Over the top tax, a tax on the use of social media has been described as negative occurrence in Uganda, which works against digital inclusion.
This is according to city Tech Media and Telecom lawyer Silver Kayondo. Uganda has effective July 1 blocked access to social media such as WhatsApp, Facebook, Twitter, LinkedIn, Google plus among others unless users pay a daily tax of 200 Shillings.
Despite the public uproar, the government has maintained the taxes. But Kayondo says that the charges works against the international instruments in which access is enshrined as a basic human rights, to which Uganda is a signatory.
He however, adds that while Uganda is a signatory to several International legal instruments on digital inclusion, Ugandan law re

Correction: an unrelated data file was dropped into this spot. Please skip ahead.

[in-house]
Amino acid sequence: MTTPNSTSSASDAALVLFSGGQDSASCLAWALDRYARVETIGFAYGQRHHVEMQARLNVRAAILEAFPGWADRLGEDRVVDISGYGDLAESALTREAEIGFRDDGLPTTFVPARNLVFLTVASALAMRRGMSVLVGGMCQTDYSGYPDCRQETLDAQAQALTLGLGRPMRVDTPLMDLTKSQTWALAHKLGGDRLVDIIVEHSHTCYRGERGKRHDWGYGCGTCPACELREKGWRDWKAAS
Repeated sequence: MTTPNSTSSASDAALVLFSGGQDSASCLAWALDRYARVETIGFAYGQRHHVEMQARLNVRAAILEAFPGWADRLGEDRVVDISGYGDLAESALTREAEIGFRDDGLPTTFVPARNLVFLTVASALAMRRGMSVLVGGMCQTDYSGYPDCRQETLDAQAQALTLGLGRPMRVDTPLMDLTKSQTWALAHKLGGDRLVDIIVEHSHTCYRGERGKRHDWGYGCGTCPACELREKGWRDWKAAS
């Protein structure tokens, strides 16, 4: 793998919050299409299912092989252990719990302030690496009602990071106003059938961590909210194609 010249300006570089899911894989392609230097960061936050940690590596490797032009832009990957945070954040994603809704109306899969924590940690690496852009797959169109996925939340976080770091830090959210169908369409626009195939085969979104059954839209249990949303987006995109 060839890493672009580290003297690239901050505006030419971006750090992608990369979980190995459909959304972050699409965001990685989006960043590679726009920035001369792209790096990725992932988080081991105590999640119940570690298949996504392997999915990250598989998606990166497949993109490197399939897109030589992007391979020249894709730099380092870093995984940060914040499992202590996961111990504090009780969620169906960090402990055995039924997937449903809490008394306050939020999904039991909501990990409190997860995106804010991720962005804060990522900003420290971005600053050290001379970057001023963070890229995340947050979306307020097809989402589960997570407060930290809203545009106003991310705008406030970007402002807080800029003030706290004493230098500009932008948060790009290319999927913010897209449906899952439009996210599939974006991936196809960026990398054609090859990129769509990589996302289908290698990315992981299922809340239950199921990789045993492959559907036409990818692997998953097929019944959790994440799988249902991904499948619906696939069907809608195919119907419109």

mains sovereign. Juliet Nanfuka, from Collaboration on International ICT Policy for East and Southern Africa (CIPESA), say however, that the social media tax exclude the vulnerable such as women and the youth whose opportunities to successful market and growth of business are now limited by the new taxes.
Minister of ICT Frank Tumwebaze has dismissed the lawyers claims. He said the social media tax will boost the development and will make youths spend time on more productive websites other than social media which described were mainly being used by jobless and idle youths.